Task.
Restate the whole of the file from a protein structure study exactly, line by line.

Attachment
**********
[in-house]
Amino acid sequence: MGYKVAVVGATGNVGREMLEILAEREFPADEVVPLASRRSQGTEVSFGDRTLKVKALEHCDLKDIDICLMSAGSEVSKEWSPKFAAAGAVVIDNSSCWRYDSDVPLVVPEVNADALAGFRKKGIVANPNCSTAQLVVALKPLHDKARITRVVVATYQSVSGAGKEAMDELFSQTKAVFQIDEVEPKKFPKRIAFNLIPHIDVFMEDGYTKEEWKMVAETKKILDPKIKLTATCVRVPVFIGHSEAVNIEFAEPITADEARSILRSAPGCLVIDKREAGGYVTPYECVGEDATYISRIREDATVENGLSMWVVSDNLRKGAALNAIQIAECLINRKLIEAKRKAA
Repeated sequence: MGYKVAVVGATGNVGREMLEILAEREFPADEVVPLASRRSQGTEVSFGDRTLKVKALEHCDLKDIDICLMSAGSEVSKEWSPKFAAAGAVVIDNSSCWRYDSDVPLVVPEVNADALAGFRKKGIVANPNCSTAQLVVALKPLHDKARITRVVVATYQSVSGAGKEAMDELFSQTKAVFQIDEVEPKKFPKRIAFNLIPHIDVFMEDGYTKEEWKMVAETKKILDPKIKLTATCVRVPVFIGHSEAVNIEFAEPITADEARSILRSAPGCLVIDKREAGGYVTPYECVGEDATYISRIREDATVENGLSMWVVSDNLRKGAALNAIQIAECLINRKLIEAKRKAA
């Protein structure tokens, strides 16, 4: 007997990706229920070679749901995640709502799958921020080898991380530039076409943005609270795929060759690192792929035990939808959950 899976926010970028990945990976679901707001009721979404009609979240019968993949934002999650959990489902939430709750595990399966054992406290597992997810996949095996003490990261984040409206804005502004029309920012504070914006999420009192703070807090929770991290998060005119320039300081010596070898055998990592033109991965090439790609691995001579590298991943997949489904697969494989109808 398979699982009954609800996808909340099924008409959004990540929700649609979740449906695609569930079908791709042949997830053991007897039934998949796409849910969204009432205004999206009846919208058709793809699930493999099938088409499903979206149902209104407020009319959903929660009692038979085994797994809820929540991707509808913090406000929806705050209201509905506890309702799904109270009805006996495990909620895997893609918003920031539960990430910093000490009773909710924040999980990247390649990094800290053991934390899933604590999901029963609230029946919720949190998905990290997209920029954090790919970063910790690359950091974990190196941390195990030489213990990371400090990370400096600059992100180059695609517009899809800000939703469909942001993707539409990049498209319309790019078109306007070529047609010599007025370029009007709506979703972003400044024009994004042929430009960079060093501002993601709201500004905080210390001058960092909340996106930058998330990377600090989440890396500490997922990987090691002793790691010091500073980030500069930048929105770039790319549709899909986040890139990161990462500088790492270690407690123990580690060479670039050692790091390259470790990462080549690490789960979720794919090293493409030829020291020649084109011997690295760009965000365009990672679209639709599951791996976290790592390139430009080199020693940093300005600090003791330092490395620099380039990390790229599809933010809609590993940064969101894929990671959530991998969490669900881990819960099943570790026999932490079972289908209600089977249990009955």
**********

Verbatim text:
[in-house]
Amino acid sequence: MGYKVAVVGATGNVGREMLEILAEREFPADEVVPLASRRSQGTEVSFGDRTLKVKALEHCDLKDIDICLMSAGSEVSKEWSPKFAAAGAVVIDNSSCWRYDSDVPLVVPEVNADALAGFRKKGIVANPNCSTAQLVVALKPLHDKARITRVVVATYQSVSGAGKEAMDELFSQTKAVFQIDEVEPKKFPKRIAFNLIPHIDVFMEDGYTKEEWKMVAETKKILDPKIKLTATCVRVPVFIGHSEAVNIEFAEPITADEARSILRSAPGCLVIDKREAGGYVTPYECVGEDATYISRIREDATVENGLSMWVVSDNLRKGAALNAIQIAECLINRKLIEAKRKAA
Repeated sequence: MGYKVAVVGATGNVGREMLEILAEREFPADEVVPLASRRSQGTEVSFGDRTLKVKALEHCDLKDIDICLMSAGSEVSKEWSPKFAAAGAVVIDNSSCWRYDSDVPLVVPEVNADALAGFRKKGIVANPNCSTAQLVVALKPLHDKARITRVVVATYQSVSGAGKEAMDELFSQTKAVFQIDEVEPKKFPKRIAFNLIPHIDVFMEDGYTKEEWKMVAETKKILDPKIKLTATCVRVPVFIGHSEAVNIEFAEPITADEARSILRSAPGCLVIDKREAGGYVTPYECVGEDATYISRIREDATVENGLSMWVVSDNLRKGAALNAIQIAECLINRKLIEAKRKAA
């Protein structure tokens, strides 16, 4: 007997990706229920070679749901995640709502799958921020080898991380530039076409943005609270795929060759690192792929035990939808959950 899976926010970028990945990976679901707001009721979404009609979240019968993949934002999650959990489902939430709750595990399966054992406290597992997810996949095996003490990261984040409206804005502004029309920012504070914006999420009192703070807090929770991290998060005119320039300081010596070898055998990592033109991965090439790609691995001579590298991943997949489904697969494989109808 398979699982009954609800996808909340099924008409959004990540929700649609979740449906695609569930079908791709042949997830053991007897039934998949796409849910969204009432205004999206009846919208058709793809699930493999099938088409499903979206149902209104407020009319959903929660009692038979085994797994809820929540991707509808913090406000929806705050209201509905506890309702799904109270009805006996495990909620895997893609918003920031539960990430910093000490009773909710924040999980990247390649990094800290053991934390899933604590999901029963609230029946919720949190998905990290997209920029954090790919970063910790690359950091974990190196941390195990030489213990990371400090990370400096600059992100180059695609517009899809800000939703469909942001993707539409990049498209319309790019078109306007070529047609010599007025370029009007709506979703972003400044024009994004042929430009960079060093501002993601709201500004905080210390001058960092909340996106930058998330990377600090989440890396500490997922990987090691002793790691010091500073980030500069930048929105770039790319549709899909986040890139990161990462500088790492270690407690123990580690060479670039050692790091390259470790990462080549690490789960979720794919090293493409030829020291020649084109011997690295760009965000365009990672679209639709599951791996976290790592390139430009080199020693940093300005600090003791330092490395620099380039990390790229599809933010809609590993940064969101894929990671959530991998969490669900881990819960099943570790026999932490079972289908209600089977249990009955």